Friday, December 7, 2007
Booksellers and Stereoviews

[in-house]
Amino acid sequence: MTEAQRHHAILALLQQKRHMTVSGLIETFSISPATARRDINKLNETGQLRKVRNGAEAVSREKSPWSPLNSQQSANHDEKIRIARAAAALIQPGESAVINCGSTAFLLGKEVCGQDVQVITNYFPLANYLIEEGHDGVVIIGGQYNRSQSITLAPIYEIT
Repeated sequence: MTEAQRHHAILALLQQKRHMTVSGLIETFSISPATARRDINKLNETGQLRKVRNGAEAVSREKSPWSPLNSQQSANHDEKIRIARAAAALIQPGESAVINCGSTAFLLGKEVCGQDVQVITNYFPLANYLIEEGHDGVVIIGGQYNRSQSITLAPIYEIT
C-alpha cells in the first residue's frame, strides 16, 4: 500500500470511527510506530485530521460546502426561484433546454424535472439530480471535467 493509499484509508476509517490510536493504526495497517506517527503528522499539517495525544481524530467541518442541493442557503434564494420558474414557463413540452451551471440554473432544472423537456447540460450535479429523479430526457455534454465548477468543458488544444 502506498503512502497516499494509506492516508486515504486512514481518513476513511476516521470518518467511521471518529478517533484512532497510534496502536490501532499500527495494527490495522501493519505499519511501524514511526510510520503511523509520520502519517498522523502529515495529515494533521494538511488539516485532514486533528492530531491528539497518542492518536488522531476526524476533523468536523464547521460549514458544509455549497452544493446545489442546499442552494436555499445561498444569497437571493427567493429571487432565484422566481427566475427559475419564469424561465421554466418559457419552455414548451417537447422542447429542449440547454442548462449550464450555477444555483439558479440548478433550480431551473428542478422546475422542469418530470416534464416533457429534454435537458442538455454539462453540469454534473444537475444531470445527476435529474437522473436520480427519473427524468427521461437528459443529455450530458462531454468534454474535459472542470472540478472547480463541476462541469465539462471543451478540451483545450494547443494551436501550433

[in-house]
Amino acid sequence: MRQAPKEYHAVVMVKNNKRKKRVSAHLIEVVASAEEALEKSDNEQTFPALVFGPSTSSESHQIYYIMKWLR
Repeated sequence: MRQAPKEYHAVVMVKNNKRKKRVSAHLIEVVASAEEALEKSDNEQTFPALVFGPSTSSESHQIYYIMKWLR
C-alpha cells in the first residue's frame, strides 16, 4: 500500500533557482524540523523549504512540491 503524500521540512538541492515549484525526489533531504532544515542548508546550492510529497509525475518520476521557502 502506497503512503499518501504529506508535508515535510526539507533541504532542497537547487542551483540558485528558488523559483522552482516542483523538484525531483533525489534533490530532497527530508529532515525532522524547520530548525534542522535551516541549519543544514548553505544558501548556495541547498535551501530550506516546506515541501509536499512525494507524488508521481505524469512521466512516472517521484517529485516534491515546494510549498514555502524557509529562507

Scouring the world for bookseller ephemera for the American Book Trade Index, I've discovered stereoviews. I love 'em. Stereoviews are taken with a special camera which will produce two very similar images, when placed side by side in a special viewer, create a 3-D experience for the viewer. I really like ones featuring print shop interiors. Apparently these were very popular, beginning in the years following the Civil War until well in to the 20th Century. That's a guess, as there are millions of these things still in every antique shop from here to anywhere, and private stashes are still being rediscovered. I remember going to an estate sale, I got some very nice WWII related books and stuff, and there were tens of thousands of stereoviews and an huge viewer thingy. I wish I could have bought them, but I was a broke and ignorant grad student at the time. She only wanted $300 by the time I got to the sale. Kinda like the time I passed on a hefty box of matchbooks. The newest ones were from the mid-1940s. Dumb. Back to the stereoviews at hand. It wasn't only photographers and lithography companies producing and selling these images. I've found that booksellers also, at a minimum, sold these little delightful images. Now, I've learned that stereoview aficionados collect these images by several methods. By method of photography, only original prints, and content of images. These can be broken into predictable categories like location, trains, cowboys, early racing, ships, military, ooh-la-la (this is a paraphrase), and to my delight: occupational. In occupational categories one can find printers, paper mill inspectors, and booksellers. Lots of crossover collecting going on here, I'm sure. A few brave souls even collect stereoviews according to the back stamp. The first two images have big crisp labels added to the backs, which suggest a regular trade in these views. One featuring a view of the local marina, the other a shot from Yosemite National Park, another hot collecting area. The third is different on several accounts. It is stamped at the back with an ink hand stamp one would see inside books sold by dealers from early on down to today. The first view is an overall shot of the back, the second of the stamp in detail. I close with an image at the front of this interesting piece, which is the establishment of A. Burt and Co. with the proprietor and the Co. standing proudly in front. The seller theorized it was made as a give-away novelty judging by the age (1870s) and the overall "feel". Oh, this image was like my earlier experiences... it got away from me too... Of course, larger images can be accessed by clicking any of these. Anyone know anything more concrete, or have other examples of booksellers selling stereoviews?